African American/Africans

A Black American Son’s Survival Lessons

A frantic call from Sheila Arnold’s son during his freshmen year in college turns into a moment to remember all that she had to teach him about growing up black, and what he had learned about crossing bridges in spite of people’s perceptions.

A Child’s Eye View

In South Carolina during Jim Crow, Cynthia Changaris is baffled by why black people get to ride in the “best part” of the bus with the great view out the rear window or why her playmate dies because he couldn’t get to a “colored hospital” in time.

A Gift from Refugee Children

Charlotte Blake Alston and colleague, Steve Tunick, chaperone 12 African and Jewish American teenagers for a cultural immersion trip abroad in Senegal in Africa. They receive a lesson about common humanity from a group of local children.

An African Native American Story

Many Africans and First Nations people bonded together during and after slavery in the Americas and in the Caribbean for protection, acceptance, friendship and love. As a result, many African descendants also share Native American ancestries.

Bartholomew

An African American man is a church custodian and familiar figure to the congregation. However, when it’s rumored that African Americans will be attending church, suddenly the pleasant veneer of acceptance is exposed.

Beach Drowning and Race Riot

In researching housing history in segregated Chicago, Sue learns about the 1919 Chicago race riot. She wonders why she has not heard the story before now.

Black & White: Stereotypes and Privilege

Diggsy Twain, an African American man, tells a friend about an encounter he had on a train and what he did to stop the stereotype that all black men are angry. Then after telling his story he realizes anyone can stereotype the “other.”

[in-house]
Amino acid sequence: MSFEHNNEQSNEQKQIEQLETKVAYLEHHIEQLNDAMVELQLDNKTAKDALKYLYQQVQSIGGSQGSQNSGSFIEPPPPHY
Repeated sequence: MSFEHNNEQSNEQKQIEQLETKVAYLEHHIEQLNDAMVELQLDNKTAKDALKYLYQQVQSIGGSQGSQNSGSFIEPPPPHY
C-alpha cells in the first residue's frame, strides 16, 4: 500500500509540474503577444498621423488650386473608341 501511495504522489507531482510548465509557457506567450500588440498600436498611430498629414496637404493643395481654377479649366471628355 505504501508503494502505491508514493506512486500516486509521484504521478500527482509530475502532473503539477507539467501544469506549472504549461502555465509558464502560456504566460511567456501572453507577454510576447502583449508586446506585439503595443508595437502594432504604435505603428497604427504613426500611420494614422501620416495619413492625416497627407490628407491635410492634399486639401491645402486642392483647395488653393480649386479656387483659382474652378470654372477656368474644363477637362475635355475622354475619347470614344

Brush the Dirt from My Heart

Connie Regan-Blake was invited to Uganda and speaks to many women about the horrors of war and how they cope with the ravages of AIDS. She listened to their profound and transformative stories. This is one out of many…

Changing Neighborhoods

Sue grew up hearing about “them” – the people who would come and take her and her neighbors’ homes in their all-white neighborhood. When her family watched the Friday night fights, it was made clear who was “the other” and who was “us.”

Christmas Food Drive

During a high school Christmas food drive in 1965, Sue brings canned goods to a family living in Cabrini Green housing projects. Isn’t that a good thing? Why would the family resent her?

Construction

Storyteller Jim May relates his days working his way through school on a union construction crew; as well as the unions roll in softening the effects of classism and racism.

Davy Crockett

As a five-year-old, Sue met a boy her age who was different from her. Sue’s mother subtly lets Sue know that she is not to be friends with the boy.

Dogs and Hounds

Rev. Jones describes how American Roots music tells a story. He plays a song called Lost John that tells the story of a man who escapes a chain gang to see his family. Listen carefully and you can hear the hounds chasing and the train a’ coming.

Dr. King Came to Town

It was August 12th, 1966 and Dr. Martin Luther King was marching through Susan O’Halloran’s south Chicago neighborhood. At the same time, the KKK heard the news and arrived in the same neighborhood, splitting it into two.